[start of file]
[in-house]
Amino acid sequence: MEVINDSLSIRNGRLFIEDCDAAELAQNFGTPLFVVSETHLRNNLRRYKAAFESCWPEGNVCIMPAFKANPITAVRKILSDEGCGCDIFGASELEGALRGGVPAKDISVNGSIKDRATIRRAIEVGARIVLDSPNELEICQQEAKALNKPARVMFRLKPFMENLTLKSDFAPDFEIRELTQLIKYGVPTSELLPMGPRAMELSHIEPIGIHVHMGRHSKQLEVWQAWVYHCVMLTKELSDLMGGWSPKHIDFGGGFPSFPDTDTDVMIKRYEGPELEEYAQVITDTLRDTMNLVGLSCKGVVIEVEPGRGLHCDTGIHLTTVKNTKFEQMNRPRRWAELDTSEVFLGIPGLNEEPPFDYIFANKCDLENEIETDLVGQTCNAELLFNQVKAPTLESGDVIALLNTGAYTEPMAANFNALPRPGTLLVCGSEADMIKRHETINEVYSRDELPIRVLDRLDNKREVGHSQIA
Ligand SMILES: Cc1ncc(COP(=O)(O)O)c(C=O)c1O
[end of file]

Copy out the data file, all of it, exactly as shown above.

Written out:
[in-house]
Amino acid sequence: MEVINDSLSIRNGRLFIEDCDAAELAQNFGTPLFVVSETHLRNNLRRYKAAFESCWPEGNVCIMPAFKANPITAVRKILSDEGCGCDIFGASELEGALRGGVPAKDISVNGSIKDRATIRRAIEVGARIVLDSPNELEICQQEAKALNKPARVMFRLKPFMENLTLKSDFAPDFEIRELTQLIKYGVPTSELLPMGPRAMELSHIEPIGIHVHMGRHSKQLEVWQAWVYHCVMLTKELSDLMGGWSPKHIDFGGGFPSFPDTDTDVMIKRYEGPELEEYAQVITDTLRDTMNLVGLSCKGVVIEVEPGRGLHCDTGIHLTTVKNTKFEQMNRPRRWAELDTSEVFLGIPGLNEEPPFDYIFANKCDLENEIETDLVGQTCNAELLFNQVKAPTLESGDVIALLNTGAYTEPMAANFNALPRPGTLLVCGSEADMIKRHETINEVYSRDELPIRVLDRLDNKREVGHSQIA
Ligand SMILES: Cc1ncc(COP(=O)(O)O)c(C=O)c1O